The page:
Meat consumption

In 2020, the apparent meat consumption in Belgium amounted to 225 g/person/day. To achieve the sustainable development goal by 2030, this figure must decrease. Between 2005 and 2020, the trend is favourable (assessment of November 2021).

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Meat consumption - Belgium and international comparison

grams per person per day

 200520102015201920202020//20052020//2015
Belgium273.6225.9214.7206.0225.0-1.30.9
EU27183.7183.4186.6188.3187.30.10.1
//: Average Growth Rates

Statbel (2021), Bilans d'approvisionnement en viande, https://statbel.fgov.be/ and OECD (2021), OECD-FAO Agricultural Outlook 2021-2030 by country, https://www.agri-outlook.org/ (consulted on 5/10/2021); calculations FPB.

Definition: apparent meat consumption is calculated on the basis of supply balance sheets by adding to the meat production the meat import and deducting the meat export. The data on the apparent meat consumption are aggregated on the basis of separate balances for meat of bovine animals, swine, poultry, sheep, goat, equidae, rabbits, game meat and edible offal. The data for the European Union take into account only the first 4 categories, which represent more than 90% of the total. They are expressed in carcase weight (weight of the meat and bones). The apparent meat consumption per inhabitant is the relationship between the apparent meat consumption and the number of inhabitants in a country. The indicator is expressed in grams per day per inhabitant. For information, the factors that are used to convert the carcase weight to the retail weight are 0.70 for beef, 0.78 for pork and 0.88 for sheep and poultry. The FPB calculates this indicator using data from Statistics Belgium for Belgium and from the OECD for the European Union.

Goal: the excess share of animal proteins in the food consumption must be reduced.

The Sustainable Development Goals or SDGs adopted by the UN in 2015 include target 2.2: “By 2030 end all forms of malnutrition, including achieving by 2025 the internationally agreed targets on stunting and wasting in children under 5 years of age, and address the nutritional needs of adolescent girls, pregnant and lactating women, and older persons”.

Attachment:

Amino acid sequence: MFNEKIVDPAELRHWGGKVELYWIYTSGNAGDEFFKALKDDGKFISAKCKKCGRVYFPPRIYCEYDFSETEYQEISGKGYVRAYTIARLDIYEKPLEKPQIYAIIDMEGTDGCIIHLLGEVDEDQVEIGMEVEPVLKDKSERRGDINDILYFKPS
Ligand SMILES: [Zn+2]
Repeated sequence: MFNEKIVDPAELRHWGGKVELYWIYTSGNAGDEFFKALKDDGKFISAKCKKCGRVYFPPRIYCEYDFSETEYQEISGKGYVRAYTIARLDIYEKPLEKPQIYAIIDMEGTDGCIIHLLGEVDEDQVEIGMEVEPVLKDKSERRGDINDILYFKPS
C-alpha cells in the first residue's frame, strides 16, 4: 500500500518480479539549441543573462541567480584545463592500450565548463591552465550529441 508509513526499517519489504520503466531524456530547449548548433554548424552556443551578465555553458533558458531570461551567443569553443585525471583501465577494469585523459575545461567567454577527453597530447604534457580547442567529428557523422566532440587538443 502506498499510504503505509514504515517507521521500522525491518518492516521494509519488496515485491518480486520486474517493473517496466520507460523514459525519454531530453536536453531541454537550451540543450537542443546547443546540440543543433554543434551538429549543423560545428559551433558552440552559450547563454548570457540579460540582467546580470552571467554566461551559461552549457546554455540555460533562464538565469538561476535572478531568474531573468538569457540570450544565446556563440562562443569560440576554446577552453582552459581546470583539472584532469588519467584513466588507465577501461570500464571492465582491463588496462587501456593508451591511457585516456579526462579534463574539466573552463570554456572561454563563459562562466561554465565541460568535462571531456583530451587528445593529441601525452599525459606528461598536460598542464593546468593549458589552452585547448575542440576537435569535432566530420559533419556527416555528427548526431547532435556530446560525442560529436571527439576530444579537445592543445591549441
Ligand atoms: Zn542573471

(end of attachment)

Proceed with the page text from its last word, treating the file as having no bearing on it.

The Federal Long-Term Strategic Vision for Sustainable Development contains objective 28: “The social and ecological impact of our production and consumption patterns in terms of food should be considerably reduced” (Belgian Official Gazette, 08/10/2013). Meat consumption increases the risk of cardiovascular disease and the probability of certain cancers (Higher Health Council, 2013). In addition, meat production has an impact on the environment, for example in terms of greenhouse gas emissions or water consumption (FAO, 2006).

International comparison: the visible meat consumption in the EU27 remained stable between 2005 and 2020, although a slight upward trend can be observed since 2013. The consumption in Belgium in absolute terms is nonetheless higher than in the EU27: 225 and 187 g/day/inhabitant respectively in 2020.

UN indicator: the selected indicator does not correspond to any SDG indicator, but is related to target 2.2 since excess meat consumption is one aspect of malnutrition.

Sources

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